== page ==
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The Cceur d'Alene Press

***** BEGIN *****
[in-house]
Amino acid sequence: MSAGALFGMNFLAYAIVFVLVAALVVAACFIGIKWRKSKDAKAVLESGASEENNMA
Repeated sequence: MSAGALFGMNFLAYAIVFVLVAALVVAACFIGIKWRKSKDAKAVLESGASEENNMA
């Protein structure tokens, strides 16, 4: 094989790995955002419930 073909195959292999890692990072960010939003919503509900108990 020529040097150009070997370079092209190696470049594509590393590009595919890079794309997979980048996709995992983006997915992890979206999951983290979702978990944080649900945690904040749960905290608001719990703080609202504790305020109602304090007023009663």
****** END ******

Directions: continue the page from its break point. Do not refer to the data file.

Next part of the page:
VOLUME 2, NUMBER 47 COEUR D'ALENE, IDAHO, TUESDAY EVENING, OOTOBER1, 1907 PRICE FIVE CENTS SHOW EVIDENCE SAYS THE JUDGE Wants Prosecution to Show Its Hand in Borah Case Boise, Idaho, Oot. 1.—Federal Judge Whitson, who is presiding at the trial of United State Senator W. K. Borah, notified the prosecution that the ease had reached the point where some testimony connecting the defendant on trial with the alleged Idaho land fraud conspiracy must be presented. "Great latitude lias been allowed yon," declared the court, "in the presentation of testimony here on the promise that the defendant would be connected with alleged conspiracy, but there is a time when the court has to control the order of proof. Beginning today you will confine your testimony to the defendant or. trial. " The attorneys for the government, acting on this suggestion, said they would offer in evidence the records of the county clerk's office showing that scores of timber deeds bad been admitted to record at the request of Senator Borah. "We thought, that matter was con ceded when we allowed the deeds themselves to go into evidence with out protest," put in Mr. Hawley, chief couusel for the defense. "We are also willing to admit that Senator Borah was general counsel for the Barber Lumber company during the years covered by the indictment." Mr. Kush of the prosecution said he desiied the county records in evi dence, regardless of the admission of the defense. Judge Whitson's notification to the prosecution came at the conclusion of of the testimony of the government's two most important witnesses. It gave au official intima'iou of the status of the case against Senator Borah, which became more signifi cant when Prosecutor Kush stated last night that the government's case undoubtedly would be conclud ed today. WITHHOLDS BOOKS. The trial went on yesterday after an abandonment of the morning session, because of the illness of one of the jurors, which was thought for a time to be of such a nature as to cause a serious delay in the conclus ion of the case. The testimony again had to do largely with the ac BOMB FOR THE SHERIFF Baker City, Ore., Oot. 1.—At 10:4 5 last night, ex-Sheriff Harvey K. Brown was blown almost to pieces by a heavy charge of dynamite as he entered the gate at. his home in this city. His le't limb was blown off close to his body, and at the time it is impossible to tell the extent of bis injuries. He was taken to St. Eliza beth's hospital, wiiere his wounds were dressed aui everything done to relieve his suffering. Mr. Browu had just returned from Stiles gulch, where be has miuing property, and was returning home from down town when the explosion occurred. As he entered the gate there was a loud report, and when help arrived he was found lying on the sidewalk iu a mangled condition. The gate, the large gate post and part of tlie fence were blown Into splinters by the heavy discharge of dyuamite. Every window in his home was broken arid some windows across the street. The report could he heard all over town, and attracted a large crowd to the scene of the tragedy. The jierpe trators of the dastardly deed are not known, and have left no trace except a wire which extended from the gate abont 25 feet north along the fence and then west about 30 feet in the middle of the road. It is suppq^d that the men at the end of the wire watched for him. and as he entered the gate set off the dynamite. Immediately after the explosion a neighbor heard some men running north from Brown's place. A porch light was burning at his home, but the street to the north waa pitch dark. It ia thought that Brown has some idea of the identity of the men who exploded the bomb, for be waa tions of former Governor Steuuen berg in land dealings. Attorney Hawley protested agaiust witnesses being allowed to give conversations with Steunenberg, saying they had no bearing on Senator Borah's case, and teuded only "to blacken the memory of a man who can not an swer." The liveliest incident of the day was when L. G. Chapman, general manager of the Barber Lumber com pany, was oalled to the stand as a government witness. Mr. Chapmau brought many books and muoh cor respondence which the government desired, but refused point blank to produce the company's aocount books showing the amounts paid for timber lands, and to whom. He declared the fnformatlon contained in the books could not assist the jury in the matter on trial, but might tend to in criminate Chapman as an oifioer and stockholder in the company. The matter of requiring Chapman to pro duce the books went over for argu ment today. Chapmau has bis own counsel, and Senator Borah's lawyers took no part in the controversy. The two important witnesses of the day were E. E. Garrett, receiver at the Boise laud office, and L. L. Sharp, the special agent of the gener al land office, who was sent to Idaho by former Land Commissioner Biug er Hermann. Garrett said that Bor ah came to his bouse one evening and asked regarding some contested land olaims, as tc whether hearings were to be had on them. "I indicated to him that the claims were bad and told him be had better keep his hands out of them," said Garrett. At this time the Bnrber Lumber company was not a party of record in the case. Sharp, special agent, said he was introduced to Bor ah in the latter's office by Keceiver Garrett; he talked to the senator in a general way about allegations of persons living near the timber lands, that the lands contained valuable mineral deposits and should not be given for the lumber that was on it. There was also a charge that the tim ber claims weie not in good faith. (Continued on Page 4) heard to say before he lapsed into un consciousness: "They have laid for me and they got me." , He became unconscious a few min utes after the explosion and did not say auythlng that would give a clue to tlie identity of the assassins. Mrs. Brown is prostrated and the doctor fears that she will not recover from the awful shook. While sheriff of Baker county Harvey Brown was dili gent iu enforcing the law against the saloon men and gamblers, and was also a detective of no mean ability. He had been employed on several im - portant cases, and it is thought that he kuew too much to make tt safe for some men iu this part of the country, and they took this method of trying to have him put out of the way. The outrage was similar in maunei of executiou to that which resulted iu the death of formei Governor Frank Steunenberg at Caldwell, Ida ho. German Rifle Club. The German Rifle club held a pleasant ahoot Sunday at its ground near Feruan lake. A laige number were present. Several prizes were given. Ole Hedal won the first, a $5 album. L. D. Tracy secured the second prize, a $3 Rochester lamp and Theo Link, the third a #2 um brella. A good time waa eujoyed by one and all. A meeting will be held Wednesday evening to ar range another shoot. The case of Treff versus the citv of Cocar d'Alene, which was set to be heard before Judge Biixt yesterday, was postponed until Friday at 10 a m. The suit involves the price of 20 election booths. A VARIED CAREER From Pony Express Rider to Preacher. Spokane, Wasn., Sept. 30.—Rev. Everett Merrill Hill of Portland, Ore., who has just been transferred to Jefferson street M. E. ehuroh in this city, had a varied oareer before going into the ministry, having been a storekeeper, pony express rider, mail oarrier and prospector In var ious parts of the northwest. He waa born at Thorndyke, Me.,' and while oarrying the mails across the moun tains of Colorado he and four others took out $10,000 worth of gold nug gets. He was stricken with fever soon afterward, and while he hovered between life and death his mother prayed for his recovery, promising to dedicate him to God. Taking part of his treasurer he oalled ou Dr. Dav id H. Moore, now a bishop of the Col umbia river coufereuoe, who planned a oollege oouise in Denver Universi ty, Napa oollege aud Boston Univer sity of Teohuology, from which be graduated in 1895 to take up work iu the California oonfereuce, being afterward transferred to Baker City, Oregon, thence to Mexico City and later to Portland, Oregon, and Spok ane. BREWERY TO BE PUSHED Mr. Bernhard, when Interviewed today, said "The laud purchased for the brewery belonged to Mr. T. G. Kaesemeyer aud considering the location, was much cheaper than any laud we have had offered to us. Mr. Sanders concluded the purchase of the land last Saturday when he went to see Mr. Kaesemeyer ou his rauch iu Washington. The canteeu will either be torn down or moved on a couple of cheap lots if they can be found. We will begin to lay the foundation just as soon as we get the men and material. We hope to be putting brick on the ground by Wed nesday or Thursday. Our architect is now on the way from the east with the amended plans. The brewery as showu in the out you published yes terday speaks for itself. The main building is 75 by 150 feet, six stories high. J. H. Lothrop, the general freight agent of the electric line, met us yesterday afternoon iu an endeavor to make arrangements to continue the electric liue spur on to our ground. We chose this location be cuase of its acoessability to the rail road spur and its proximity to the river. Water for making the beer will be obtained from wells uud we will use the rivet as an outlet for our waste products. "Begiuuiug today the Coeur d' Aleue people will be given an op portunity, uutil the 12th of October, to purchase stock. At the end of that time the books will be closed. It is not absolutely necessary for us to sell one share more iu order to build the plant as we could easily bond the plant for enough to complete it. We desire, however, to start it without any indebtedness and for that reason a limited amount of stock will be placed ou the market." Mr . A. W. Branson, of the firm of Branson <1- Max, was seen today by reporter. Mr. Braneon said: "I have never met Mr. Bernhard until today. 1 have, however, known tlie family for a great many years, hav ing lived in the state of Ohio not far troiu their home. I k''o w that all FERDINAND P. EARLE. Monroe (N. Y.) artist and So cialist who sent his wife to her home in France that he might wed Julia Kuttner, his "soul affinity." RECEPTION GIVEN REV. FRYE Large Number Welcome New Methodist Minister. In aooordanoe to with the arrange ments, a hearty reception was extend ed the new minister, Rev. W. H. Frye, last evening at Sander's ball, who has recently taken charge of the local Methodist church. The Ladies' Aid of the church had prepar ed the building, the program and the refreshments for the occasion. C. E. Max, a prominent worker in the organization, presided at the meeting. The program consisted of the following numbers: Instrumental solo, Mrs. K. E. Church; vocal solo, 8. G. Sargent; address of welcome, C. E. Max ; vo cal solo, Mrs. O. W. Norqujst; wel come, Mayor H. V. Scallon; vocal solo, Mrs. C. W. Norquist; welcome, Rev. Rosre, of the Baptist church, and repouse by Rev. W. H. Frye. After the conclusion of the program, refreshments were served aud a general good time was enjoyed by all those present. M. M. Taylor will move into his new home within the next ten days. It is a model residence on the lake shore. over the state of Ohio, Indiana and southern Michigan, beer made by the Bernhards bad a great reputa tion and iu that territory Bernhard beer is in great demand. If Coeur d' Aleue must have a brewery, 1 am pleased to see Mr. Bernhard come here because 1 know be will run it upon clean business principles." FOREIGNERS FURNISH COAL American Bids for Only One Fourth of Amount Needed. Washington, Oct. 1.—Before leav ing Washington the president in structed Admiral Cowles, chief of the bureau of equipment, who fans been, charged with the securing of the coal needed for Admiral Evans' Pacific fleet, to inform the Americun Didders for supplying that coal that the pres ident. would be willing to award the contract provided that bids were uot more than 50 per cent iu excess of the foreign bids. They have been given until Wednesday to reply, for at that date awards will be made. Owing to the fact that the American bids cover only about 25 per oout of the coal needed for the cruise, it will be necessary to award contracts lor the 75 per cent remaining to the own era of foreign bottoms. REWARDS OPERATORS. Bell Telephone Advances Sal ary of Operators. The Rocky Mountain Beil Tele phone company is advanoiug the wages of its employes st regular In tervals, the last one going into effect today, making the third within the past fonr months. Misses Grace and Mamie Riley, two of the local operat ors, will be sent to Wallace today where they will receive an increaed salary. Their promotinu is due to the recognition of good work reudei ed by the girls, rewarding them for their ability. The wages are tin a sliding scale, permitting the girls who have been with the compauy a reasonable length of time to receive an increase every two month*. New girls do not receive these advances. School Population Grows. At the close of school Friday even ing there were enrolled 1125 pu pils, this being a gain of 78 during the past three weeks. They were located in the following buildings: Lakeview, boys 45, girls 49; Heutter, boys 21, girls 25; Roosevelt, boy* 107, girls 83; Park boys 47, girls 45; Bryan, boys 73, girls 88; high school, boys 203, girls 220 and Sherman. boys 52 and girls G3, making a grand total of 552 boys and 573girlsor 1125 pupils enrolled, which is alm< st as many as were <n rolled during the entire school of last year. This certainly indicates a healthy growth in our public achool, which shows that they are keeping pace with the progress of the city in other re spects. One of the novel features of Nur qoiat'a children's week sale is a win dow full of rubber balloous which are kept In motion by a current of air. The window is attracting much at tention. INGRAM SENTENCE IS SUSPENDED Court Is Lenient to Man Who As saulted Lewis Charles Ingram, who resides at 911 north Fifth street, was sentenced by Judge filixt to 30 days iu the county jail for striking L. B. Lewis, an employee of the Rooky Mountain Bell Telephone company, the com plaint alleging the offeuse to be hat tery. Ingram admitted the striking of Lewis in Judge Blixt's court; said he did it without prov toatloA other than that Lewis was a scab and bad taken a brotherhood man's job and that the brothel hood's fight was his fight. The attack was made at Fifth aud Garden. Ingram said he was aware that there was au injunction grauted the Rooky Mountalu Bell Telephone company by Judge Wood, to restrain asy person and particular ly certain specified individuals from luterferiug iu any way with the men In Its employ. He olalmed he bad resided four yeara in tlie oity aud stated lie felt sore because anothei had takeu Ins job. He said he had never been arrested before for any cause. He was given the alternative either to go to jaii for 30 days orj puy a flue of 120 aud go to jail for 20 days. He oh nan the former. The penalty waa suspended so fai as the imprisonment was oonoerued depending on good behavior during tlie preseut strike. The defendant paid a fine of $50 and tlie costs ag gregating 957 In all. Ingram bears a good reputation and is highly respected by his fellow workmeu. STEAMER TELEPHONE SINKS Entire Crew Reaches Shore m Safety. The steamer Telephone, which belongs to the People's Transportation company, was sunk Sunday evening the Whistling liend of the St. Joe river. While the tug sunk, the crew escaped. What caused the siukiug is uukuown but it ia re ported the tug was Injured while be ing loaded with railroad irous, which caused it to spring a leak. She Is in a good depth of water and the dam age at this time cannot he ^stated; however, it is claimed it will be small and the boat will he raised as soon a* possible, luasmuoh as it was a tug, no lives other than the crew were endangered. day at McKinley tomb Canton, Ohio, Sept. 80.—The Mc Kinley mausoleum, tribute aud gift of a nation to the memory of the mar tyred president, waa dedicated this afternoon iu the presence of hundreds of officials from different parts of the country, representatives of foreign countries and a orowd of approxi mately 50,000 |ieople. A feature of the dedication was the presence of President Roosevelt, Vice President Fairbanks, members of the president's cabinet, United States senators and governors of several states- Addres ses were deliverer] by President Roosevelt, Justice William R. Day, McKinley's secretary of slate, aud Governor Harris of Ohio, who acted as president of the day. The program ended with the sing ing of "America" and benediction by Bishop Hortsmann of Cleveland. President Roosevelt and party then visited the interior of the tomb. The invited guests and the general public did likewise. Thousands passed through the tomb. The tomb, built at a cost of over $<300,000, is the douatiou of over a million Amir, leans to the memory of William Mc Kinley. In the presence of an immense throng of people at the Pennsylvania station the train bearing President Roosevelt aud bis party reached the oity at 10:15 o'clock in the morning. The reception committee accompan ied the President to the Central high school. The streets leading from the Penn sylvania station were lined by thousands of spectators. At the rail way station the crowd waa so danaa bat the president bad aonie trouble ESCAPES WITH BOY Dr. J. H. Jackson Kidnaps His Son. Spokane, Wash., Sept. 30.— Hurry ing aoross the continent as fast as steam can carry him is Dr. J, H. Jackson, a dentist of Boso n, Mass., with his young sou, abducted from the home of his grand parents, Mr. aud Mrs. J. F, Sexton of Spokane, where Mrs. Jacksou, who reoeutly obtained a divorce, is making her home. Couusel for the mother of the child say Lheie is no legal way just now by with the boy oau be re covered from his father. The presence of Dr. Jackson lu Spokane was not known by his former wlfa or her parent, so when the ohild dia appered a few days ago the police throughout the Spokane country were advised, hut it was not until Chief Rice received a telegram lroin Chief Peunyuiok at Ferule, B. C., that hla whereabcuts was known. It has since developed that Dr. Jackaou osu.e from New England to Spokane timing himself ao as to urrtve early in the morning. He intercepted the boy while ou his way to aobool and hurried him across the Canadian bouudury, uni king the trip of 110 miles in au automobile. They traveled eastward on Canadian lines. Spectacular Carnival. The HpeoUcular carnival to be giv en at the Auditorium next Monday aud Tuesday eveuiuga, promises to eclipse anything ever attempted by local talent in this oity, all tbn mer chants and business interests are to be represented by youug ladies In beau tiful and unique costumes aud the many specialties will be absolutely new and original. There will be ex cellent electrical displays, funny farues, humorous pantomimes and many other features equally Interest ing. TliIs ever popular entertainment is given under the uupsloes of the lad ies of tlie Eplsoo|iai church aud It must be Hnitertug for the ladles to uute that they have received the hear ty congratulations of all leadiug business firms of the city. John Howard was a business visi tor yesterday at Spokane. in entering the carriage, but there was no material delay, owing to the strict guard maintained by tlie mil itiamen. The Greet* were roped off and tlie crowd was forced to remaiu on the sidewalk. Soldiers, one sta tioned every five feet, stood at at tention outside tbe ropes. The pavement wa* kept absolutely clear for tbe carriage aud escorts. JITLIA KUTTNER. The young woman chosen by the artist Ferdinand l'inney Earle as hia "affinity."